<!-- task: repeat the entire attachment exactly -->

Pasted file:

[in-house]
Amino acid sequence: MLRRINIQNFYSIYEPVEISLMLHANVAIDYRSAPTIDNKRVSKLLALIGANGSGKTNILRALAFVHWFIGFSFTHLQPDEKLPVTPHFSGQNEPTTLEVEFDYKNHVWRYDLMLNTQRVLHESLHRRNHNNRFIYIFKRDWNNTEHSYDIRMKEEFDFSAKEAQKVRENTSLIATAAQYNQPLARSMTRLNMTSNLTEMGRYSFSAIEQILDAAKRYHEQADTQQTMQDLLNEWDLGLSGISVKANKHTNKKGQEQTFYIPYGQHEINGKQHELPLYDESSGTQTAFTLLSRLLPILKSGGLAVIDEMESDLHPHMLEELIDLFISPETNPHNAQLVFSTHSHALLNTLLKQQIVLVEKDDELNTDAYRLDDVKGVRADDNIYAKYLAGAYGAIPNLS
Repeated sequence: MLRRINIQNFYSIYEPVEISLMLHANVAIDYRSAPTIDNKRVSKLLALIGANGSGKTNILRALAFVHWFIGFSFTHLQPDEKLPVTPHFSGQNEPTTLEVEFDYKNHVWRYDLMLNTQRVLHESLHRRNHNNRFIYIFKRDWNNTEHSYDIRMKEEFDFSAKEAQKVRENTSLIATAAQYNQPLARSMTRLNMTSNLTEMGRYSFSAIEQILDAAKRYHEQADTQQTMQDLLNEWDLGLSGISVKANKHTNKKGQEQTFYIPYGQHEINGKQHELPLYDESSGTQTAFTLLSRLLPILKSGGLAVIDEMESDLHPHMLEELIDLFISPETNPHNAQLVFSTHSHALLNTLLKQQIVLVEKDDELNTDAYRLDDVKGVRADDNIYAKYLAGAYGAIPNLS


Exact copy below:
[in-house]
Amino acid sequence: MLRRINIQNFYSIYEPVEISLMLHANVAIDYRSAPTIDNKRVSKLLALIGANGSGKTNILRALAFVHWFIGFSFTHLQPDEKLPVTPHFSGQNEPTTLEVEFDYKNHVWRYDLMLNTQRVLHESLHRRNHNNRFIYIFKRDWNNTEHSYDIRMKEEFDFSAKEAQKVRENTSLIATAAQYNQPLARSMTRLNMTSNLTEMGRYSFSAIEQILDAAKRYHEQADTQQTMQDLLNEWDLGLSGISVKANKHTNKKGQEQTFYIPYGQHEINGKQHELPLYDESSGTQTAFTLLSRLLPILKSGGLAVIDEMESDLHPHMLEELIDLFISPETNPHNAQLVFSTHSHALLNTLLKQQIVLVEKDDELNTDAYRLDDVKGVRADDNIYAKYLAGAYGAIPNLS
Repeated sequence: MLRRINIQNFYSIYEPVEISLMLHANVAIDYRSAPTIDNKRVSKLLALIGANGSGKTNILRALAFVHWFIGFSFTHLQPDEKLPVTPHFSGQNEPTTLEVEFDYKNHVWRYDLMLNTQRVLHESLHRRNHNNRFIYIFKRDWNNTEHSYDIRMKEEFDFSAKEAQKVRENTSLIATAAQYNQPLARSMTRLNMTSNLTEMGRYSFSAIEQILDAAKRYHEQADTQQTMQDLLNEWDLGLSGISVKANKHTNKKGQEQTFYIPYGQHEINGKQHELPLYDESSGTQTAFTLLSRLLPILKSGGLAVIDEMESDLHPHMLEELIDLFISPETNPHNAQLVFSTHSHALLNTLLKQQIVLVEKDDELNTDAYRLDDVKGVRADDNIYAKYLAGAYGAIPNLS